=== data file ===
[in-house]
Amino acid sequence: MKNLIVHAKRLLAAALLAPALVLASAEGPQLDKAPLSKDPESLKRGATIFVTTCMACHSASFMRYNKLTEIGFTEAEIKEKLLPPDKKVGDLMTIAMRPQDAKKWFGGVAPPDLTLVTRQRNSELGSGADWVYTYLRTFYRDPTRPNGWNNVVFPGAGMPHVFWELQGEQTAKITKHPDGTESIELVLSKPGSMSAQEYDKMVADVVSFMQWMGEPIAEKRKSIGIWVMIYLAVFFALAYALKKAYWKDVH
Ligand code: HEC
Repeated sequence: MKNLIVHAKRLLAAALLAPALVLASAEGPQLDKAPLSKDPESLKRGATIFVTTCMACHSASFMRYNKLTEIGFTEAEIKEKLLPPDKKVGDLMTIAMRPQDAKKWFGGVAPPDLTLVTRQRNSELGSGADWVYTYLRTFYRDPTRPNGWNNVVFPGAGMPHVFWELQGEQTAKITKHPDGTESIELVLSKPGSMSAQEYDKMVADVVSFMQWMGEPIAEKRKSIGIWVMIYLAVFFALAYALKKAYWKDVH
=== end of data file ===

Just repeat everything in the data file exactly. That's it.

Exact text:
[in-house]
Amino acid sequence: MKNLIVHAKRLLAAALLAPALVLASAEGPQLDKAPLSKDPESLKRGATIFVTTCMACHSASFMRYNKLTEIGFTEAEIKEKLLPPDKKVGDLMTIAMRPQDAKKWFGGVAPPDLTLVTRQRNSELGSGADWVYTYLRTFYRDPTRPNGWNNVVFPGAGMPHVFWELQGEQTAKITKHPDGTESIELVLSKPGSMSAQEYDKMVADVVSFMQWMGEPIAEKRKSIGIWVMIYLAVFFALAYALKKAYWKDVH
Ligand code: HEC
Repeated sequence: MKNLIVHAKRLLAAALLAPALVLASAEGPQLDKAPLSKDPESLKRGATIFVTTCMACHSASFMRYNKLTEIGFTEAEIKEKLLPPDKKVGDLMTIAMRPQDAKKWFGGVAPPDLTLVTRQRNSELGSGADWVYTYLRTFYRDPTRPNGWNNVVFPGAGMPHVFWELQGEQTAKITKHPDGTESIELVLSKPGSMSAQEYDKMVADVVSFMQWMGEPIAEKRKSIGIWVMIYLAVFFALAYALKKAYWKDVH